Swee Pea, 1981
My 91 year-old mother, who has at least for the moment tilted back from death’s doorstep, is getting to be one for surprises.
When I walked into her room at the nursing home the other day she looked up and announced that she’d been thinking about having a baby, but had decided against it.
Now, I don’t know how you handle an older person with dementia. I’ve learned, though, it’s best not to dispute such comments as this, no matter how outrageous they might be. Rather, I just play along in the hope of enticing a little more conversation. So instead of pointing out several obvious obstacles to this conception, I merely answered, “That’s interesting. Why did you decide that?”
A response like this will usually leave my mother a little confused. Just enough time will have elapsed between the time she says something and the time I respond—really, this happens in less than a minute—that she’ll have completely forgotten what we were talking about and instead chuckle at the realization of yet another lost thought. This happens a lot.
But this time my mother instead looked at me as if I had three ears. “Well can’t you see?” she snapped back at me. “I’m in my nineties!”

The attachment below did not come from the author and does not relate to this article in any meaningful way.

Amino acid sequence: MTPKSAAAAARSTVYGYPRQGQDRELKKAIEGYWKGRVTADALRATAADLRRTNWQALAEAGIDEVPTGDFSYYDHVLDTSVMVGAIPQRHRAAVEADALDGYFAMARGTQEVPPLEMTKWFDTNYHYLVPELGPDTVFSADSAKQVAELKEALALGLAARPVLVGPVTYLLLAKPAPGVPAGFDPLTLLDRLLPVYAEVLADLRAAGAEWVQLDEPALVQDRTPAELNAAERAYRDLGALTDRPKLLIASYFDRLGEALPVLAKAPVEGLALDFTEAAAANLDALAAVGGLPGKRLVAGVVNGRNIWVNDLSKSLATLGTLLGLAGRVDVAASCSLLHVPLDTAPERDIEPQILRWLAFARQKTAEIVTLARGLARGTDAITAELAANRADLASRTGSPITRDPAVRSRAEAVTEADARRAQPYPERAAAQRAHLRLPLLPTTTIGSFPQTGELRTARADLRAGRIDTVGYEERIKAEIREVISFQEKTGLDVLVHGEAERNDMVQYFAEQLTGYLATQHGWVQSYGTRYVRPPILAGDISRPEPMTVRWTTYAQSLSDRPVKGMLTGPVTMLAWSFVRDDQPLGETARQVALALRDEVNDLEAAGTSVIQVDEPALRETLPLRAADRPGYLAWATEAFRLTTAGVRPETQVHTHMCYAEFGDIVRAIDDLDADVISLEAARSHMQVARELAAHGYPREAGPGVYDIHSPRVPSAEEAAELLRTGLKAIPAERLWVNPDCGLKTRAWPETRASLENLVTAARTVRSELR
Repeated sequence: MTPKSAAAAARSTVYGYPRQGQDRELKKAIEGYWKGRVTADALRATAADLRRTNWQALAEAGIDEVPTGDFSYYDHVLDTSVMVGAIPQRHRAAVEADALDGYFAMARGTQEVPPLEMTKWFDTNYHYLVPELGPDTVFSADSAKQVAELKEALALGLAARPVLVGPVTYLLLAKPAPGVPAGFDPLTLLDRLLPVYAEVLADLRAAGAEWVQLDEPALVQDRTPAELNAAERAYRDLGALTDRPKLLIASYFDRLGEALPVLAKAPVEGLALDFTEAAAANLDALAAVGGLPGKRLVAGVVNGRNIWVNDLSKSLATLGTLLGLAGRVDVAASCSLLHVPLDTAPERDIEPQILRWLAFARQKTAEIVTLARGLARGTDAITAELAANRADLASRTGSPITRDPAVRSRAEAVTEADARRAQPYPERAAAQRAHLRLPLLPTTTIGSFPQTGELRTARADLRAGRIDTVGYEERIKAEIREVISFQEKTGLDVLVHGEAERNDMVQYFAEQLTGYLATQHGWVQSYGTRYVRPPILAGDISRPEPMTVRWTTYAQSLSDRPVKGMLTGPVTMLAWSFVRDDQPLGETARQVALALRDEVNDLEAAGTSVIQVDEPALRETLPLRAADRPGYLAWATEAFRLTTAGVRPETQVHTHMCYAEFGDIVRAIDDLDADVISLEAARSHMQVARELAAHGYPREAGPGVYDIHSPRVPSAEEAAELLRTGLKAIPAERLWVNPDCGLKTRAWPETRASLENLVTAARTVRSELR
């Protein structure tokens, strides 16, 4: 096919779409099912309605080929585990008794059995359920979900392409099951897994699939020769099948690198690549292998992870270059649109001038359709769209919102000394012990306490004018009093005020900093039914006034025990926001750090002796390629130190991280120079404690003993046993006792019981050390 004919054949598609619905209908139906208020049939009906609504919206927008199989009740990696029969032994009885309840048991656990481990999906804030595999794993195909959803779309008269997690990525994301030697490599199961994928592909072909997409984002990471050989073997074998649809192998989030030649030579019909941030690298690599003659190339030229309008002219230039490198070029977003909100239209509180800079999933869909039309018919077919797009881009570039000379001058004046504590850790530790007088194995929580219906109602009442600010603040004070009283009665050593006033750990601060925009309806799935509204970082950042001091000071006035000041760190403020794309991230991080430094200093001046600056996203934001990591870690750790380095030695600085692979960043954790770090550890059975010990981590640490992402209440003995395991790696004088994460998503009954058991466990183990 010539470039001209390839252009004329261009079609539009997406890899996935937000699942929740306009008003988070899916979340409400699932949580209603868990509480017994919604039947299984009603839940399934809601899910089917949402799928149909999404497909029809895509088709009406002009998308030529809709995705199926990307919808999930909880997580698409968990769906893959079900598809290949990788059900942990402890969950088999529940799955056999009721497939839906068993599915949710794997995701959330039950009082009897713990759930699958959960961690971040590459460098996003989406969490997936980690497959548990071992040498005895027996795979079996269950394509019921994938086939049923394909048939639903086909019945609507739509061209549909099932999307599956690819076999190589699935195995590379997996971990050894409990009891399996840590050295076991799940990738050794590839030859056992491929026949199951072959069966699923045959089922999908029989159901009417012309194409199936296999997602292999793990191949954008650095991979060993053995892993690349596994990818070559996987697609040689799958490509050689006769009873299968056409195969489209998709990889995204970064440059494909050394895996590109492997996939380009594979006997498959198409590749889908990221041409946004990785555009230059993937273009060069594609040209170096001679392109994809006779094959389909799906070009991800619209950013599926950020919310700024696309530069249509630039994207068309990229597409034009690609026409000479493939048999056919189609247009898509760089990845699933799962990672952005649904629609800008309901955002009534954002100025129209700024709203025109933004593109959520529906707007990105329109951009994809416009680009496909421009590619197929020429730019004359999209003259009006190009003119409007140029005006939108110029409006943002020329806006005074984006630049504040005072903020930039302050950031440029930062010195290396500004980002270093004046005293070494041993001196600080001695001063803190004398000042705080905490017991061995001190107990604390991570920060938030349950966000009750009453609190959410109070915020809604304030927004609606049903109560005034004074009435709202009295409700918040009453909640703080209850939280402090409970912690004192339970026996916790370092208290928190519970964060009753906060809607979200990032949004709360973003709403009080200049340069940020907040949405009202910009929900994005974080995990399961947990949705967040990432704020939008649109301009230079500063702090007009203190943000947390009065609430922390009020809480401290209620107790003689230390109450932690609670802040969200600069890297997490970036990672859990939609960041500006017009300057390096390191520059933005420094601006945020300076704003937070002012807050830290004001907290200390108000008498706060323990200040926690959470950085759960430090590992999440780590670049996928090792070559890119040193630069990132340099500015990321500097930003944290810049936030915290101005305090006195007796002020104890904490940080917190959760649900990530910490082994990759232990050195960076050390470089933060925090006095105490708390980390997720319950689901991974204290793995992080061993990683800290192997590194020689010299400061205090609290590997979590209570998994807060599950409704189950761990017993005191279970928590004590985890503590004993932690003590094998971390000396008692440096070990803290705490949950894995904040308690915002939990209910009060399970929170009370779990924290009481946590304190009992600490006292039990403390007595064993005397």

I should mention that since she entered her eighties my mother has relished the idea that she is the oldest person around and should therefore be accorded the attention and respect given to, say, visiting royalty. It only upsets her when I point out that there are several people right down the hall from her who are more than one hundred years old and who are up and walking and feeding themselves and anxious to get out and go places.
Anyway, we had a chuckle at the silliness of my comment and continued on to another conversation. I stuck around for a little while, checking laundry and tending to a potted plant in the window. I thought the whole baby thing was over. But just as I was preparing to leave, she looked up from her bed with an air of contempt and said, “So I guess that means I wouldn’t be able to count on you to babysit?”